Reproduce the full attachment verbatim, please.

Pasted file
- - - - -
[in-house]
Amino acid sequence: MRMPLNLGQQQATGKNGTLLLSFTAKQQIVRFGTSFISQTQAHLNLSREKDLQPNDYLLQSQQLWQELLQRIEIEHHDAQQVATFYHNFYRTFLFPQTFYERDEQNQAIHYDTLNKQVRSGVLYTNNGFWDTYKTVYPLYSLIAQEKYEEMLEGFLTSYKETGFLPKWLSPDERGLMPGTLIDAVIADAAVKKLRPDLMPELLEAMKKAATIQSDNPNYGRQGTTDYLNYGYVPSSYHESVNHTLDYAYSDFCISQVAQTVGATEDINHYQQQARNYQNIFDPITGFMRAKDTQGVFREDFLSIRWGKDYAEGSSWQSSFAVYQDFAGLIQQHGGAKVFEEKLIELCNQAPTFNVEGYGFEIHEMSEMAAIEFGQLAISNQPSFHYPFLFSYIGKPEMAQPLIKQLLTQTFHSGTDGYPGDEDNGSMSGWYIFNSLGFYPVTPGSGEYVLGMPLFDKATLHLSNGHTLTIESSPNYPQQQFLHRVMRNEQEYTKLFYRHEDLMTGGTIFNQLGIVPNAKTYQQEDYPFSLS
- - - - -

[in-house]
Amino acid sequence: MRMPLNLGQQQATGKNGTLLLSFTAKQQIVRFGTSFISQTQAHLNLSREKDLQPNDYLLQSQQLWQELLQRIEIEHHDAQQVATFYHNFYRTFLFPQTFYERDEQNQAIHYDTLNKQVRSGVLYTNNGFWDTYKTVYPLYSLIAQEKYEEMLEGFLTSYKETGFLPKWLSPDERGLMPGTLIDAVIADAAVKKLRPDLMPELLEAMKKAATIQSDNPNYGRQGTTDYLNYGYVPSSYHESVNHTLDYAYSDFCISQVAQTVGATEDINHYQQQARNYQNIFDPITGFMRAKDTQGVFREDFLSIRWGKDYAEGSSWQSSFAVYQDFAGLIQQHGGAKVFEEKLIELCNQAPTFNVEGYGFEIHEMSEMAAIEFGQLAISNQPSFHYPFLFSYIGKPEMAQPLIKQLLTQTFHSGTDGYPGDEDNGSMSGWYIFNSLGFYPVTPGSGEYVLGMPLFDKATLHLSNGHTLTIESSPNYPQQQFLHRVMRNEQEYTKLFYRHEDLMTGGTIFNQLGIVPNAKTYQQEDYPFSLS